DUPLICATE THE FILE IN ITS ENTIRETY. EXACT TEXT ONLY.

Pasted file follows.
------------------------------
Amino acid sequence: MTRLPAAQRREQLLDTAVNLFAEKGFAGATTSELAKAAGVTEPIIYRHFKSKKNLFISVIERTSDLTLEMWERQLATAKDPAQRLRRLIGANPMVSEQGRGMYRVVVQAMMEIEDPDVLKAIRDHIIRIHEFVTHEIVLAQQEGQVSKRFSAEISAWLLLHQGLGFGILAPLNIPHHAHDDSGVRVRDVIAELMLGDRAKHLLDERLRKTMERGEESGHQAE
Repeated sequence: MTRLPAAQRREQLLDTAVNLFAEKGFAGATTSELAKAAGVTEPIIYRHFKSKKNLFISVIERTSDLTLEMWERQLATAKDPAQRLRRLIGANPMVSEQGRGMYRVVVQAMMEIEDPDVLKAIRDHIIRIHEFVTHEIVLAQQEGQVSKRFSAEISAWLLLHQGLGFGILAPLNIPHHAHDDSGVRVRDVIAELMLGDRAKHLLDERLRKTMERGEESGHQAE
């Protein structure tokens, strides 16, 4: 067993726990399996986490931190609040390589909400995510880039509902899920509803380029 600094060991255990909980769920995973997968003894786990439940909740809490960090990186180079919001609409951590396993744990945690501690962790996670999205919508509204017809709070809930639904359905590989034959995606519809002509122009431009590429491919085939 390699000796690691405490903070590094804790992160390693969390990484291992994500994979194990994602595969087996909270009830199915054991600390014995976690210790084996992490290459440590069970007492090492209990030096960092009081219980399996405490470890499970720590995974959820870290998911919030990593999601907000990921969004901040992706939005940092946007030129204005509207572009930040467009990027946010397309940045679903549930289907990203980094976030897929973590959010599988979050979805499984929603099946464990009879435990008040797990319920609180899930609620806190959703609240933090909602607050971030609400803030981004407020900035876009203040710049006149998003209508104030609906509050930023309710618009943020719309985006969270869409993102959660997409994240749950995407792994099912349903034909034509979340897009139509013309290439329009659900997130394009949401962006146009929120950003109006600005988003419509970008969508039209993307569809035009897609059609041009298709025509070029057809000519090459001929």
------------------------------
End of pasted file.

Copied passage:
Amino acid sequence: MTRLPAAQRREQLLDTAVNLFAEKGFAGATTSELAKAAGVTEPIIYRHFKSKKNLFISVIERTSDLTLEMWERQLATAKDPAQRLRRLIGANPMVSEQGRGMYRVVVQAMMEIEDPDVLKAIRDHIIRIHEFVTHEIVLAQQEGQVSKRFSAEISAWLLLHQGLGFGILAPLNIPHHAHDDSGVRVRDVIAELMLGDRAKHLLDERLRKTMERGEESGHQAE
Repeated sequence: MTRLPAAQRREQLLDTAVNLFAEKGFAGATTSELAKAAGVTEPIIYRHFKSKKNLFISVIERTSDLTLEMWERQLATAKDPAQRLRRLIGANPMVSEQGRGMYRVVVQAMMEIEDPDVLKAIRDHIIRIHEFVTHEIVLAQQEGQVSKRFSAEISAWLLLHQGLGFGILAPLNIPHHAHDDSGVRVRDVIAELMLGDRAKHLLDERLRKTMERGEESGHQAE
């Protein structure tokens, strides 16, 4: 067993726990399996986490931190609040390589909400995510880039509902899920509803380029 600094060991255990909980769920995973997968003894786990439940909740809490960090990186180079919001609409951590396993744990945690501690962790996670999205919508509204017809709070809930639904359905590989034959995606519809002509122009431009590429491919085939 390699000796690691405490903070590094804790992160390693969390990484291992994500994979194990994602595969087996909270009830199915054991600390014995976690210790084996992490290459440590069970007492090492209990030096960092009081219980399996405490470890499970720590995974959820870290998911919030990593999601907000990921969004901040992706939005940092946007030129204005509207572009930040467009990027946010397309940045679903549930289907990203980094976030897929973590959010599988979050979805499984929603099946464990009879435990008040797990319920609180899930609620806190959703609240933090909602607050971030609400803030981004407020900035876009203040710049006149998003209508104030609906509050930023309710618009943020719309985006969270869409993102959660997409994240749950995407792994099912349903034909034509979340897009139509013309290439329009659900997130394009949401962006146009929120950003109006600005988003419509970008969508039209993307569809035009897609059609041009298709025509070029057809000519090459001929």